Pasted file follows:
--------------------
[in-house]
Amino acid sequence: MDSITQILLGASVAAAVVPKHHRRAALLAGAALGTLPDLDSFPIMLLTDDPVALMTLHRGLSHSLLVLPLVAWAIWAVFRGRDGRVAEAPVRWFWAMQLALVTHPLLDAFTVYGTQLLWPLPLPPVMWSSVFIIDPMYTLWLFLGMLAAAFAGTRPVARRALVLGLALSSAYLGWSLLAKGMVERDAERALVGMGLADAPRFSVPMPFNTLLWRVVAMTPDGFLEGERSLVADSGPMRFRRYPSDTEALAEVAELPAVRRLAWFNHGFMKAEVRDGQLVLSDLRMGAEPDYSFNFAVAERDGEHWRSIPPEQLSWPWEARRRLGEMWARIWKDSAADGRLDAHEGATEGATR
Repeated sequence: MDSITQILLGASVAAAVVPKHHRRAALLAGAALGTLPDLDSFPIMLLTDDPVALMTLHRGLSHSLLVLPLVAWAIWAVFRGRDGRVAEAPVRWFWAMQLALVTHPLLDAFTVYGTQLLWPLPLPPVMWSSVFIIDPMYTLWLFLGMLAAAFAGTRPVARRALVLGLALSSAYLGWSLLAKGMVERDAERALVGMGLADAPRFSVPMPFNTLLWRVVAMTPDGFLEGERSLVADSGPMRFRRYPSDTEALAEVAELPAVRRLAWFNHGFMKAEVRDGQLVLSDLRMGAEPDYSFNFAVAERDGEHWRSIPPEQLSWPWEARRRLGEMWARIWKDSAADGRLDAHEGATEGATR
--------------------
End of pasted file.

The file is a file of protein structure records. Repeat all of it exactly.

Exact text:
[in-house]
Amino acid sequence: MDSITQILLGASVAAAVVPKHHRRAALLAGAALGTLPDLDSFPIMLLTDDPVALMTLHRGLSHSLLVLPLVAWAIWAVFRGRDGRVAEAPVRWFWAMQLALVTHPLLDAFTVYGTQLLWPLPLPPVMWSSVFIIDPMYTLWLFLGMLAAAFAGTRPVARRALVLGLALSSAYLGWSLLAKGMVERDAERALVGMGLADAPRFSVPMPFNTLLWRVVAMTPDGFLEGERSLVADSGPMRFRRYPSDTEALAEVAELPAVRRLAWFNHGFMKAEVRDGQLVLSDLRMGAEPDYSFNFAVAERDGEHWRSIPPEQLSWPWEARRRLGEMWARIWKDSAADGRLDAHEGATEGATR
Repeated sequence: MDSITQILLGASVAAAVVPKHHRRAALLAGAALGTLPDLDSFPIMLLTDDPVALMTLHRGLSHSLLVLPLVAWAIWAVFRGRDGRVAEAPVRWFWAMQLALVTHPLLDAFTVYGTQLLWPLPLPPVMWSSVFIIDPMYTLWLFLGMLAAAFAGTRPVARRALVLGLALSSAYLGWSLLAKGMVERDAERALVGMGLADAPRFSVPMPFNTLLWRVVAMTPDGFLEGERSLVADSGPMRFRRYPSDTEALAEVAELPAVRRLAWFNHGFMKAEVRDGQLVLSDLRMGAEPDYSFNFAVAERDGEHWRSIPPEQLSWPWEARRRLGEMWARIWKDSAADGRLDAHEGATEGATR